Oxidized spots of interest are excised from the gel and identified using a peptide mass fingerprinting (PMF) MS approach [164, 197–199] The PMF approach can be carried out with matrix-assisted laser desorption ionization (MALDI)-MS or electrospray ionization (ESI)-MS. Gel-based methods are advantageous because they target a specific subset of the proteome and numerous gels can be ran and aligned with sophisticated software tools. Another used gel based redox proteomics method is two-dimensional difference gel electrophoresis (2D-DIGE). This method uses fluorescent dyes (e.g., Cy2, Cy3, and Cy5) to covalently label protein samples, allowing two to three samples to be analyzed simultaneously on the same gel in which signals are scanned at different wavelengths . The common labeled residues are cysteine and lysine with functional NHS-ester and maleimides dyes, respectively. Incorporation of multiple dye molecules into protein sequence may change its migration significantly therefore minimal labeling has been developed to address this issue . 2D-DIGE technique addresses the limitations of lack of reproducibility between gels and has femptomolar sensitivity and a 104dynamic range .
Non Gel-based methods
A non gel based proteomic method includes the digestion of proteins into peptides in solution, the nanoflow liquid chromatography (LC) separation or capillary electrophoresis (CE) of peptides and automated MS and MS/MS data acquisition. LC comprises high performance liquid chromatography (HPLC) or ultra high performance liquid chromatography (UHPLC) to achieve a high-resolution separation of various chemically different compounds depending on the LC column. Separation is achieved via differences in the affinities/distribution between the stationary and mobile phase. Modern nano LC systems achieve high resolution separation of peptides and are excellent tools for shot gun proteomics combined with data-dependent analysis . Multi-dimensional protein identification technology (MudPIT) based on2-D LC allows the analysis of highly complex samples (tissues and body fluids) . The high sensitivity associated with LC can also become a limitation towards interfering compounds. Sample carry-over is another limitation of LC characterised by the detection of residual analytes from previous measurements introducing biases into newer analyses . Capillary electrophoresis perform separation of analytes from a complex protein mixture in a single step and with high resolution through buffer-filled capillaries flowing in a strong electrical field (300–500 V/cm). Additionally, CE–MS is fast, enabling separation of several thousand peptides in 60 min in a single run making it an ideal technology to be used in clinical proteomics . A potential limitation is the fact that only small sample volumes can be applied to CE capillaries even if stacking approaches are used. In addition, the technique is not appropriate for the separation of proteins >20 kDa due to potential precipitation. With recent developments in mass spectrometry, such as isobaric tags for relative and absolute quantitation (iTRAQ) (Unwin et al.) selected reaction monitoring (SRM, which is also termed multiple reaction monitoring or MRM, , as well as stable isotope standards and capture by anti-peptide antibodies, the non-gel proteomic approach has become the method of choice because of its efficiency and convenience. Compared to the traditional gel-based method which is more complicated, the non-gel proteomic approach requiresonly 3 steps: digestionand labeling of resultant peptides, the separation of peptides and automated data acquisition.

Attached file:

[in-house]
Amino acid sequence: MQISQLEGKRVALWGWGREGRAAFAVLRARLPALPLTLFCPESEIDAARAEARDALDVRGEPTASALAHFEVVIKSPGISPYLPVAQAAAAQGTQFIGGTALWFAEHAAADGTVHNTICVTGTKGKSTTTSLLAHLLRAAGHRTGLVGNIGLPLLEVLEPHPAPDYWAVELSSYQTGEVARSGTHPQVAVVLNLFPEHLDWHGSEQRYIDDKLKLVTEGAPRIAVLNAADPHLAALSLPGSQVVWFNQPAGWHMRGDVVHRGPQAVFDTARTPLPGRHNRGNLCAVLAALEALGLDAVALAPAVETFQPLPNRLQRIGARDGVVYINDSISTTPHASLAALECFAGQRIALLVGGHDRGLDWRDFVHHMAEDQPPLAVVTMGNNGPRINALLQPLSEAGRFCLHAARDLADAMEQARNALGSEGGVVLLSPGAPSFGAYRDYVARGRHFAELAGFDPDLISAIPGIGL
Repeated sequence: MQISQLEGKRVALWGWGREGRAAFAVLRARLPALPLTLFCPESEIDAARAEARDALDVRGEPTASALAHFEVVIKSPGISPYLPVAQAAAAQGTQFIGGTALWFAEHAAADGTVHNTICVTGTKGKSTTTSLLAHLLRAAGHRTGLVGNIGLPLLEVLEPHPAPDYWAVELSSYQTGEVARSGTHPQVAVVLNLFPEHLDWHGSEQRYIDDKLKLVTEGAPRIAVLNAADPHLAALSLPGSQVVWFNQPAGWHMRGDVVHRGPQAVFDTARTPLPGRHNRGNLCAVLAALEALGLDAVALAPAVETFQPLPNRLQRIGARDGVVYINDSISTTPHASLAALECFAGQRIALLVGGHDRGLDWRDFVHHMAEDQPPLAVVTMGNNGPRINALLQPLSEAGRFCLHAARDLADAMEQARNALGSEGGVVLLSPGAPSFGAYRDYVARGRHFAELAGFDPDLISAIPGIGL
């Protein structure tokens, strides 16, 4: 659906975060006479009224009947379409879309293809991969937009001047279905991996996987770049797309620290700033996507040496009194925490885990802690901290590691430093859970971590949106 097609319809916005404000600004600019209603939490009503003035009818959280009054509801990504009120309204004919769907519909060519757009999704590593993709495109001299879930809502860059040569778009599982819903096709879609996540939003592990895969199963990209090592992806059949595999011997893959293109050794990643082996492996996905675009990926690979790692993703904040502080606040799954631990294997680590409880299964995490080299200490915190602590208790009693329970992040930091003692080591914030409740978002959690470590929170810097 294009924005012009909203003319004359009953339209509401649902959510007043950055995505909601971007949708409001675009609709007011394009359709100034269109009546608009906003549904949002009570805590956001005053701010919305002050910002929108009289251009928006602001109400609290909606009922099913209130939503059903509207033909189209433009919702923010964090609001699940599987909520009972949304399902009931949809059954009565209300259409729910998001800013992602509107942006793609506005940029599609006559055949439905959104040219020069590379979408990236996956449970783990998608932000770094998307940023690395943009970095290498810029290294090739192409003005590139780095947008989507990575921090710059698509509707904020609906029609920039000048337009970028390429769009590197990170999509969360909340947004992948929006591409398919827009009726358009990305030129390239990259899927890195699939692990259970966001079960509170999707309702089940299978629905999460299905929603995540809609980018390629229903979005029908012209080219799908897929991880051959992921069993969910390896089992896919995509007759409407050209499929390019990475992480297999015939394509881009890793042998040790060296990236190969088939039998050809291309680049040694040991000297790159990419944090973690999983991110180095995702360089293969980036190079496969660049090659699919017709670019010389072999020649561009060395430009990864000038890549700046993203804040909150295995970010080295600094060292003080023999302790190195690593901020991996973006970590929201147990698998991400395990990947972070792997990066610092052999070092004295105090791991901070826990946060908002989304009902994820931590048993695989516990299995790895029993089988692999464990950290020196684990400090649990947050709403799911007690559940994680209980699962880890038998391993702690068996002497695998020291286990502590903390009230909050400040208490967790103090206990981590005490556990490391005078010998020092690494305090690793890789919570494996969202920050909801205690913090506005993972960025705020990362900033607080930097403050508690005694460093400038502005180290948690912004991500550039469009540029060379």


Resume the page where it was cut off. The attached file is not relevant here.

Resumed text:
Below, we report key examples of these recently reported non-gel proteomic approaches which hold the potential for identification of novel redox regulations associated with different disease. To quantify the level of the thiol modifications under oxidative stress conditions, thiol trapping techniques and isotope coded affinity tag (ICAT) can be combined to label unmodified and oxidized thiol groups with light and heavy tags, respectively . This method named NOxICAT is specific for nitrosative and oxidative modifications of thiol groups. After protein denaturation, free thiol groups are labeled with light ICAT reagents. Oxidized thiols are labeled with heavy ICAT reagents and the extent of cysteine oxidation is measured by quantifying the relative ratios of light and heavy labeled peptides with MS. The Tandem Mass Tag(TMT) approach, which enables concurrent identification and multiplexed quantitation of proteins in different samples, is a well-established multiplex mass spectrometry analysis method. CysTMT is a version of the TMT approach that is thiol reactive . The cysTMT reagents, which are several isobaric (mass and structure) isomers, can be used to label the sulfhydryl (−SH) groups irreversibly. CysTMT reagents react specifically with reduced cysteines in peptides and proteins. After labeling, peptides with various cysteine modifications, such as oxidation, disulfide bonds and S-nitrosylation can be identified and quantified by MS. Compared with the traditional biotin switch technique that has been widely used for identification of protein S-nitrosylation , this new reagent fulfills the requirements for a biotin switch label and offers some distinct advantages, including a permanent mass tag and the fragmentation of up to 6 isotopically balanced reporter ions between 126 and 131 Da permitting multiplex quantification . Non-gel redox proteomics have been widely applied in the study of protein carbonylation. A key step in these approaches is the incorporation of enrichment procedures for protein carbonyl (PCO) which is necessary since the average abundance of carbonylated proteins has been reported as 0.2 % in human plasma . Some reagents are able to directly increase the ionization efficiency of PCO prior to MS analysis. An example is dansylhydrazide which enhances efficiency of ionization due to its secondary nitrogens. Dansylhydrazide generates reproducible fragmentation patterns which allows MS3 scans to be employed for localization of PCO sites in proteins .